CITY HALL — Local property owners rarely get involved in landmark proceedings except in an attempt to evade them, but a move to designate a portion of the Fairmont Miramar Hotel has proven the exception to the rule.
In an unusual move, the ownership of the 85-year-old hotel requested a landmark designation for select elements of its site, and the competing Huntley Hotel has jumped into the fray to push the Landmarks Commission to go even further.
Representatives of the Fairmont Miramar Hotel hope to extend an existing designation for the historic Moreton Bay fig tree to include the Palisades Wing of the complex and a 50-foot buffer around the building.
Furthermore, the ownership requested that the contiguous nature of the parcel underneath the hotel — the only block in Santa Monica that remains whole — also be preserved.
Landmark status does not benefit the owners, but they felt it was necessary to do right by the historic nature of the property and the community’s wishes, said Alan Epstein, an executive with MSD Capital, which owns the hotel.
The owners have stuck to the script laid out by the 2010 Land Use and Circulation Element, an historic assessment created by noted historian and architect Robert Chattel and extensive community outreach, he said.
“Those three pillars have guided all of our planning over the last three years,” Epstein said.
The request itself is unusual not only because of its origins — owners rarely request landmark status, something that only ties their hands when it comes to renovations or changes — but also for the scope, which confused both commissioners and the deputy city attorney.
“I don’t think this has come before the commission before,” said Heidi vonTongeln, an attorney with the city.
And, in the stated opinion of the owners of the Huntley Hotel, it never should have.
In two letters at the Nov. 12 and Dec. 10 Landmarks Commission meetings, attorneys representing Second Street Corporation, the owners of the Huntley Hotel, said that their client hoped the commission would choose to preserve the entire Fairmont Miramar property.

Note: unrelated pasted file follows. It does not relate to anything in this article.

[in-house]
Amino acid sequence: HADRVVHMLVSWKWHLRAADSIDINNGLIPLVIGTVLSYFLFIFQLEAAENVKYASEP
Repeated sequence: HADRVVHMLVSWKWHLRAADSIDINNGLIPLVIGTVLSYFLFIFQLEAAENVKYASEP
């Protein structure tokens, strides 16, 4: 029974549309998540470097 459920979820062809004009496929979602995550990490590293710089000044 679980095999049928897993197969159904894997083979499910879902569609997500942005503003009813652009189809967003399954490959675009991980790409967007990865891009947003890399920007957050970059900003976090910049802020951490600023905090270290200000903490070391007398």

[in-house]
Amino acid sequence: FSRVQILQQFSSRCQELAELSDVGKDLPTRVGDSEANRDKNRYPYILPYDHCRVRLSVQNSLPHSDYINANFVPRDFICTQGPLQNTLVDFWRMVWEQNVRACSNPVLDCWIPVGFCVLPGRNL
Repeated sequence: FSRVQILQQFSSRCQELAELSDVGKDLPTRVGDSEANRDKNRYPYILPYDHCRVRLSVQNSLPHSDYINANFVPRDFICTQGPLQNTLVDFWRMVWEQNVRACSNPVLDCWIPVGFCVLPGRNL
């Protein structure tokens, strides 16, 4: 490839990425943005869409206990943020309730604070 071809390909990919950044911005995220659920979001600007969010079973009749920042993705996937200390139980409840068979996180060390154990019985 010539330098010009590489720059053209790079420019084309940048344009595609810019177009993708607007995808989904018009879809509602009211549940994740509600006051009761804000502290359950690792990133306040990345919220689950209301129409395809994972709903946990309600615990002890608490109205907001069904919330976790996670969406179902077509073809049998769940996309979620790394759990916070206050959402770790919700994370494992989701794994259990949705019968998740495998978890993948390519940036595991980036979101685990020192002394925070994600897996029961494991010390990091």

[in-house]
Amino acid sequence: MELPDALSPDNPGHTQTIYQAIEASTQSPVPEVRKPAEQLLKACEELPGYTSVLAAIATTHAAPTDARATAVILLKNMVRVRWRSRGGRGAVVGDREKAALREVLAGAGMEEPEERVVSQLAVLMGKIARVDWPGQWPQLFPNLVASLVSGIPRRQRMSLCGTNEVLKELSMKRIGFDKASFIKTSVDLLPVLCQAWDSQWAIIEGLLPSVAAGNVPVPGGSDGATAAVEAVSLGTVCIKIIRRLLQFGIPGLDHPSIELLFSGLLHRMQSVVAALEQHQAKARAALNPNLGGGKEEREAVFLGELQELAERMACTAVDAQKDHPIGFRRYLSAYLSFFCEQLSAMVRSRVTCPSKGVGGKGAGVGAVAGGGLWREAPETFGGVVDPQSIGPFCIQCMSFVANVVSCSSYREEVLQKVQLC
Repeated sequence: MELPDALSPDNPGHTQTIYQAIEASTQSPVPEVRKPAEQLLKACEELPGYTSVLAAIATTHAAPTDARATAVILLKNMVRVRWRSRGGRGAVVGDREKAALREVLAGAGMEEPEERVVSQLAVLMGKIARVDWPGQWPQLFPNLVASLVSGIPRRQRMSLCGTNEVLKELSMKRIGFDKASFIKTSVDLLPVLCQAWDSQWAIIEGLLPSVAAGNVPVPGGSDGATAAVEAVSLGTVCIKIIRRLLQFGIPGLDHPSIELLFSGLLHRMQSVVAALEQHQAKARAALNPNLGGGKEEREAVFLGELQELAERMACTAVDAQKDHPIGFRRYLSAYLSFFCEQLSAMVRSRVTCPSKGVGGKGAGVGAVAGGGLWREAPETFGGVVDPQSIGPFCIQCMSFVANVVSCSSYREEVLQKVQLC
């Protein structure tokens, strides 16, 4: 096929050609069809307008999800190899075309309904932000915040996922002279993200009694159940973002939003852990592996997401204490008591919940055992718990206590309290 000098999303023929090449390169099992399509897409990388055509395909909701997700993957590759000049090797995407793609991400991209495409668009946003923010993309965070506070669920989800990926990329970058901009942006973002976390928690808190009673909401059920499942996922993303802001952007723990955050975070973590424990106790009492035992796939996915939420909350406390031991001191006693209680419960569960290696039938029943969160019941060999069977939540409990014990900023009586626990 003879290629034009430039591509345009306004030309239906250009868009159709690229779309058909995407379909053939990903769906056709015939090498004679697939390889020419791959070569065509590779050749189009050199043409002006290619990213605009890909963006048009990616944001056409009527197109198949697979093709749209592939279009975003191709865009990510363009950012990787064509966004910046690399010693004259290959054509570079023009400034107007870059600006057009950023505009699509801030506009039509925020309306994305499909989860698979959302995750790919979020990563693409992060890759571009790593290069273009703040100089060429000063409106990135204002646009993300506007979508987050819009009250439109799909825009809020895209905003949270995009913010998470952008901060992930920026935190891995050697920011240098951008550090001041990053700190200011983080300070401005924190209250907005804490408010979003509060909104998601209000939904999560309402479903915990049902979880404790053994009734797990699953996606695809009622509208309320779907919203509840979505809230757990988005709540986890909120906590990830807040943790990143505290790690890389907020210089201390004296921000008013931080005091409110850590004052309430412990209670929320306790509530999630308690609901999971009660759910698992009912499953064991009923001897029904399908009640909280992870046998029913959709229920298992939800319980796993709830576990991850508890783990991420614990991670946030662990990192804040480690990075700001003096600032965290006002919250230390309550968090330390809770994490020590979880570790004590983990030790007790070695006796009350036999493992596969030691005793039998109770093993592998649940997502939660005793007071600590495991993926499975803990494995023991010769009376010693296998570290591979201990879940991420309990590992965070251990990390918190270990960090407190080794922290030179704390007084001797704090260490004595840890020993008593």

That includes the bungalows, which once housed stars like Jean Harlow and Eleanor Roosevelt, and even landscaping on California and Ocean avenues.
So, while the Huntley supports the Fairmont Miramar’s decision to landmark the Palisades building, it’s not enough, wrote Rick Zbur, a partner with the law firm Latham & Watkins.
“However, the Huntley also believes that the entire Miramar property should be designated as a landmark and that the commission must consider other aspects of the Miramar’s existing development as ‘contributing factors’ to that landmark designation besides the Palisades building and the Moreton Bay fig tree,” Zbur stated.
If that were to occur, it could throw a wrench into plans to update the Fairmont Miramar from a mishmash of architectural styles built through a number of decades into a hotel with modern amenities and a classic look.
Landmark designations help preserve historic properties by requiring additional steps and public process before owners make alterations to certain aspects of the buildings.
Work must be completed within certain guidelines handed down by the federal Secretary of the Interior and generally approved by the Landmarks Commission through a mechanism called a “certificate of appropriateness.”
Demolition would also have to go through the Landmarks Commission.
At the last public meeting on the topic, the Fairmont Miramar team proposed a 556,000-square-foot project with between 265 and 280 hotel rooms and potentially 120 luxury condominiums on top.
The plans have consistently irked the Huntley Hotel, which has sent representatives to various public meetings to speak against the project which would be much taller than the current hotel and potentially block views from its competition to the east.
Critics have also accused the Huntley of creating and funding an anti-development community group in the most recent election in order to elect Richard McKinnon and Ted Winterer, both of whom have been critical of the proposed Miramar development’s size and scale.
Epstein would not comment on the Huntley’s proposal to landmark the entire site.
Landmarks Commissioners have put the decision off until January at the earliest, expressing discomfort with the proposal and asking the City Attorney to look into the ramifications of designating the parcel.